Wheat - the high amount of the sticky substance gluten, found in large amounts in wheat, has been linked to, among other illnesses, IBS and depression. There has been a recent surge in wheat intolerance because it is increasingly prevalent in many foods as a cheap ingredient and bulking agent, although it is a relatively new addition to man's diet. The grain that we eat today is modified to contain much greater amounts of the proteins that cause the problems and is inherently difficult for us to digest. Wheat gluten for example, is an inflammatory protein, may irritate the gut and is mucous forming. An intolerance is different to an allergy in that an intolerance describes a more gradual immune response, in which a particular food can provoke enough antibodies over a period of time to create an immune reaction, as opposed to a classic allergy where the reaction is immediate. With intolerances, symptoms can occur minutes to days later and signs can range from headaches, bloating and nausea to rheumatoid arthritis and other autoimmune conditions.

That said, wheat is still the world's most important cereal crop and, in its unrefined form contains an array of important nutrients for those who can tolerate it, including vitamins B1, B2, B3, E and folic acid, and the minerals calcium, phosphorus, zinc, copper, iron, as well as fibre. For those who can't, the best alternatives are spelt (an ancient form of wheat), rye, buckwheat, millet and corn, all of which can be substituted in breads, pastas and pancakes.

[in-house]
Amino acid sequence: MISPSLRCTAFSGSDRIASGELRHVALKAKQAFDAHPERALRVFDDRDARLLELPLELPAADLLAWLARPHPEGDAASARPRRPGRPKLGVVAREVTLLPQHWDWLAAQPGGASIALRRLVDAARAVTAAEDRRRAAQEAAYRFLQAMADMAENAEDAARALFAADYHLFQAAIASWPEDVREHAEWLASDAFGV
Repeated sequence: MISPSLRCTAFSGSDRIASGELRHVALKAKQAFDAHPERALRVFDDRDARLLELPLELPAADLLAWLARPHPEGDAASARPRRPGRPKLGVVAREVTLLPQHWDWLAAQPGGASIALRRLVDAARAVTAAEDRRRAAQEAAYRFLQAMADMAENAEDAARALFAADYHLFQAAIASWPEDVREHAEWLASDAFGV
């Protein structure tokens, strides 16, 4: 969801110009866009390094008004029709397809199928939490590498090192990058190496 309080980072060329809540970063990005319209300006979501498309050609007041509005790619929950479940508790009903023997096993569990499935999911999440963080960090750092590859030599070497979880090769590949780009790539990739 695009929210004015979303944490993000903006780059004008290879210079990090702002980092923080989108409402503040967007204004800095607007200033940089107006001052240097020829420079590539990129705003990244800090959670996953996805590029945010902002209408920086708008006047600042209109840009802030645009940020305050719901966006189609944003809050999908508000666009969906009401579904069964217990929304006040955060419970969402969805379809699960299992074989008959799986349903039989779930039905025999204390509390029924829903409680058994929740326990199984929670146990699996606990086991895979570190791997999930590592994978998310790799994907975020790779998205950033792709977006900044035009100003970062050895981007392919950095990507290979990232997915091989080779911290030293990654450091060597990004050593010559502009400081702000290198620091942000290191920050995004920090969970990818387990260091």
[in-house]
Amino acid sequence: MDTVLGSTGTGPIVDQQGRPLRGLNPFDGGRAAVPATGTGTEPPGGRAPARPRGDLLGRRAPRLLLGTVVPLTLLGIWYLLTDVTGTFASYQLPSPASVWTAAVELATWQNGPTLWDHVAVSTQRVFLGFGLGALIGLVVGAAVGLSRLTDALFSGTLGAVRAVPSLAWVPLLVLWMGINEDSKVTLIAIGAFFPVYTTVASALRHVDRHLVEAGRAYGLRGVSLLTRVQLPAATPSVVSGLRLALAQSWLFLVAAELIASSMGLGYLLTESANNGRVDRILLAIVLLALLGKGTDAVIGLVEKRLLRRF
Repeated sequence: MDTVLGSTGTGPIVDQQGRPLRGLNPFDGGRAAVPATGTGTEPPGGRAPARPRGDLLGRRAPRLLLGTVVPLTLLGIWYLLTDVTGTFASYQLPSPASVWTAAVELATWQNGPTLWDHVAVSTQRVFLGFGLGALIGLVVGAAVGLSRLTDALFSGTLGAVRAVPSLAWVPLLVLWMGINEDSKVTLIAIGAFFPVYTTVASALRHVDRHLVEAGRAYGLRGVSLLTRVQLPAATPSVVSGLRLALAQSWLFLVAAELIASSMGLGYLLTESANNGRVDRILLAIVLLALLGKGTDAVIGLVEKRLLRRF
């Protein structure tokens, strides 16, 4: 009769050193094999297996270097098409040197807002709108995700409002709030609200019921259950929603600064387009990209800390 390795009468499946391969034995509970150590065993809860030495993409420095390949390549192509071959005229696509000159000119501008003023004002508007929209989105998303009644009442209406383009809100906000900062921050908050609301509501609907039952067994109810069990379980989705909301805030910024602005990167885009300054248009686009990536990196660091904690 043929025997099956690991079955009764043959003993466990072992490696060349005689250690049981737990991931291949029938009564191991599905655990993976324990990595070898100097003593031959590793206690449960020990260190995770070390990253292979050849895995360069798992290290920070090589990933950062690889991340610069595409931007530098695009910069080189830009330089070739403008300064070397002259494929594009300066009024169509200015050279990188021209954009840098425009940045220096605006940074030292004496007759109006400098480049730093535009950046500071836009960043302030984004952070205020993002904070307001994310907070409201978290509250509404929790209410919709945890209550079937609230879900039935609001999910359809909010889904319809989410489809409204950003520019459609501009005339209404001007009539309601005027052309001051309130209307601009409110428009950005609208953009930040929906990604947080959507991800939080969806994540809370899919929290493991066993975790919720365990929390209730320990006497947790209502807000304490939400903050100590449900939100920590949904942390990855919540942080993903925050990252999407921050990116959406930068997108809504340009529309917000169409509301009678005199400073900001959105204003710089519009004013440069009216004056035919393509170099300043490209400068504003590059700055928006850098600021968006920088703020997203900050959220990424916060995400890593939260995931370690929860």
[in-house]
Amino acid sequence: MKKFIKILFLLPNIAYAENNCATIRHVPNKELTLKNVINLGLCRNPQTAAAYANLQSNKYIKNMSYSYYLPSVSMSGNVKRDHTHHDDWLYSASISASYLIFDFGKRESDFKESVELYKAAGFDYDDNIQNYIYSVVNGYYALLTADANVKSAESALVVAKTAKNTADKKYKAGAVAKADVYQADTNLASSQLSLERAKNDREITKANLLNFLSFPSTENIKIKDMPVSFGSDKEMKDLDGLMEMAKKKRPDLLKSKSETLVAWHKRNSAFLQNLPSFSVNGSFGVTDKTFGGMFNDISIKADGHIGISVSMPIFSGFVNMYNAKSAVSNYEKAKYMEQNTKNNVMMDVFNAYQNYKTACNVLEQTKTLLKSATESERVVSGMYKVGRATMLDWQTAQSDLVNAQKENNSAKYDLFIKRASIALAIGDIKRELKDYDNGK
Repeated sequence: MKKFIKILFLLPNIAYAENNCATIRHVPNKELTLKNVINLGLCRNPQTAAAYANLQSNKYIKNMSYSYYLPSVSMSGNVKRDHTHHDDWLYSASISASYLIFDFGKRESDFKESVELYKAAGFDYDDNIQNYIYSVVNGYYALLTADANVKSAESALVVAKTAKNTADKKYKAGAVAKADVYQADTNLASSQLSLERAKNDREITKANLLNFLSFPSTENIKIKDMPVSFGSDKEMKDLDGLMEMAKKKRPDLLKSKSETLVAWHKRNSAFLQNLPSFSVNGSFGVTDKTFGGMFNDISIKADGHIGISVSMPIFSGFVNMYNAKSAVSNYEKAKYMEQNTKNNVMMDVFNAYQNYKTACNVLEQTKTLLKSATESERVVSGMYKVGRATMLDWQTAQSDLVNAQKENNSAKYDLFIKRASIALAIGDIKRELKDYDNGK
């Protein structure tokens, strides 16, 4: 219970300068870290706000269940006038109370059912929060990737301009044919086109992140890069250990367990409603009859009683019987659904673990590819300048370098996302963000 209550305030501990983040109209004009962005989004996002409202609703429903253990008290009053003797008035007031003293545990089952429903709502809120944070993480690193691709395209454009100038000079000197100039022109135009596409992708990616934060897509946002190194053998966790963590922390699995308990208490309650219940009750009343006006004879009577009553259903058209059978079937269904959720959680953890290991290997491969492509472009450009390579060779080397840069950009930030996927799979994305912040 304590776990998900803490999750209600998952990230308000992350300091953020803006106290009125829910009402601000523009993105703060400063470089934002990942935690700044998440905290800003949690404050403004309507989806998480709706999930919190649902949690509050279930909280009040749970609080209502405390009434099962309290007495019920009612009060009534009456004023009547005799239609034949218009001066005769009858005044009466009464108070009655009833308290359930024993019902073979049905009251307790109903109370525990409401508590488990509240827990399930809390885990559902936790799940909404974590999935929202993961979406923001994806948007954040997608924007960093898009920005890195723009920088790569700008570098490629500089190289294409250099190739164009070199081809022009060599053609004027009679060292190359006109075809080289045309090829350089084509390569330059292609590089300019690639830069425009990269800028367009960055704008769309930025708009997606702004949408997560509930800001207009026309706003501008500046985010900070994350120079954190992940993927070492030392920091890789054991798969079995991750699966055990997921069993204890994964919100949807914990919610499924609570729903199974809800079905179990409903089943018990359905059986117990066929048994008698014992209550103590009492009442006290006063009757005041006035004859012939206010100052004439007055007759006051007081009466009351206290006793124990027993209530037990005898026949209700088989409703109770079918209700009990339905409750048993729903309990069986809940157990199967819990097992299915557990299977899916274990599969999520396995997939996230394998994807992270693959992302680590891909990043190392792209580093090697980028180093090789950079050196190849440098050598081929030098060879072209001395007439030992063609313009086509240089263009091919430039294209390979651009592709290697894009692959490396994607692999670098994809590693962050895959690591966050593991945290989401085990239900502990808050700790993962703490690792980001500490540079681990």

Whole grains - Example of these are wholemeal flour products, brown rice, oats, rye, quinoa and barley. These foods help to regulate blood sugar levels ensuring that we have steady energy, mood and motivation. They also assist in detoxification and ensure healthy digestion, while also being great sources of B vitamins, magnesium, zinc and vitamin E.

 

Disclaimer

The information provided on this website is not intended to diagnose, treat, cure, or prevent any disease, nor is it intended to replace the advice of a qualified healthcare professional. The website is intended for "educational" use only. Please see your health professional before changing your diet, starting an exercise program or taking any food supplements. Authors and contributors can assume no responsibility for misuse of this material.